“You must be that fire-priestess everyone is talking about.”

This is a line from Game Of Thrones that I have been hoping to use in everyday conversation. I could, of course, just say it next time I find myself leaning insouciantly against a mantelpiece at a swish cocktail party, to any woman within earshot, but even I realise how foolish that would be. No, what I need to do is to find the right milieu, one where not only can I fall naturally into conversation with a fire-priestess, but one where she is a common subject of discussion among the bien pensants. That is very unlikely to happen in my bailiwick, where I do not think I have ever met a fire-priestess. Nor have I heard anybody talking about one, though to be fair most of the people who live around here speak in barbaric incoherent grunts, if they speak at all.

Shortly after writing the above paragraph, I decided to immerse myself in some serious fire-priestess research. I took the phone off the hook, drew down the blinds, barricaded the door, and crouched in the middle of the living room in the stance Blötzmann calls “the alert chaffinch” (see the Third Notebook, Lilac Series). Concentrating hard for twenty seconds as recommended, I was then able to proceed. I put on my shoes and Tyrolean sports casual jacket, unbarricaded the door, and pranced off to the railway station, where I bought a ticket to Shoeburyness.

Using the Blötzmann method, I had ascertained that the Essex coastal town was a likely milieu to find everyone babbling about a fire-priestess and, indeed, a fire-priestess herself. I would then be able to meet with her and deploy the line from Game Of Thrones. To do so had become my dearest wish, to the point, I suppose, of mania.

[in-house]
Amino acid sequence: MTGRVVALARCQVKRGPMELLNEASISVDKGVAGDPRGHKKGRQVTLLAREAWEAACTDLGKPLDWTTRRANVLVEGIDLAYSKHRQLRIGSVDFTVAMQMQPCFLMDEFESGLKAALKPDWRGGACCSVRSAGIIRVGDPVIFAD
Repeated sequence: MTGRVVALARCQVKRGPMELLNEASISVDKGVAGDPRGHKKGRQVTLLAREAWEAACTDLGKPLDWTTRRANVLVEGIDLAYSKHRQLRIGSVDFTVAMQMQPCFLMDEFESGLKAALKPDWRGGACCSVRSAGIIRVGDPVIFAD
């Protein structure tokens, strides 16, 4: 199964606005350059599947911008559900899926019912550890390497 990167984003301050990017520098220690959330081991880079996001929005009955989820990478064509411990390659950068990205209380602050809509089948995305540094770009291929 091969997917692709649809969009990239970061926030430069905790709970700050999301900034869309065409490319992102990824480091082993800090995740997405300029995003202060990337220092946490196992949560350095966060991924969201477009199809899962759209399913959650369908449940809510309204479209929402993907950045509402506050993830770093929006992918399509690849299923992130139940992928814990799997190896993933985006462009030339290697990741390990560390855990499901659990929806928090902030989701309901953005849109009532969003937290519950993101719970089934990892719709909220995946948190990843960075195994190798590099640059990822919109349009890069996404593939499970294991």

Shoeburyness is notable for its proximity to the large Ministry of Defence facility at Pig’s Bay and also for its bottomless viper pit, of which I have written previously. As I disembarked from my train, I was confident that my Blötzmann-inspired hunch was correct, and I immediately pranced into the railway station canteen to commune with Shoeburynessites who, I felt sure, would have no other topic on their lips than the presence in the town of a fire-priestess. I bought a cup of tea, a sausage snack, and a slice of fruitcake, and sat down at one of the tables, cocking my ears.

To my bitter disappointment, in the time it took me to munch my sausage and fruitcake and to drain my teacup, I heard not a single mention of a fire-priestess. Ukip, badgers, foopball, Ruskin’s Fors Clavigera, the weather – these seemed to be the hot topics in Shoeburyness that day. I crashed out of the door and went prancing through the streets, down to the beach. Nobody I passed had a word to say about a fire-priestess.

I wondered if perhaps I might draw her to me by setting fire to a waste bin. I found one, overflowing with paper and cardboard and seaside detritus, and ignited it with my lighter. As I hoped, a woman came rushing towards me. She was dressed in the uniform of a Shoeburyness Seaside Community Support Patrol Officer, but I knew, deep down in my gut, that it was merely a disguise. I opened my mouth, about to speak the magical words, but before I could do so she unleashed a Tazer and zapped me, deep down in my gut.

As I lay writhing on the ground, panting and frazzled, she doused the flames in the waste bin. But here is the curious thing. She did so by making the tiniest gesture, a significant sweeping movement of her hand through the air, so quick it was virtually imperceptible. Only a fire-priestess could do that!, I thought, before losing consciousness.

When I came to, I discovered I had been bundled into the freight van of a train, and it was just pulling out of Shoeburyness station. Pinned to my Tyrolean sports casual jacket was a civic proclamation banning me from ever setting foot in the town again. I staggered to my feet, and peered out of the train window, and there on the platform I saw, waving at me, her flaming red Pre-Raphaelite tresses blowing in the breeze, her eyes pools of fathomless inky-black witchery, the Shoeburyness Seaside Community Support Patrol Officer. Only I knew her for what she truly was. But as I gazed, the train gathered speed, and soon she was but a speck in the distance, and then she was gone.

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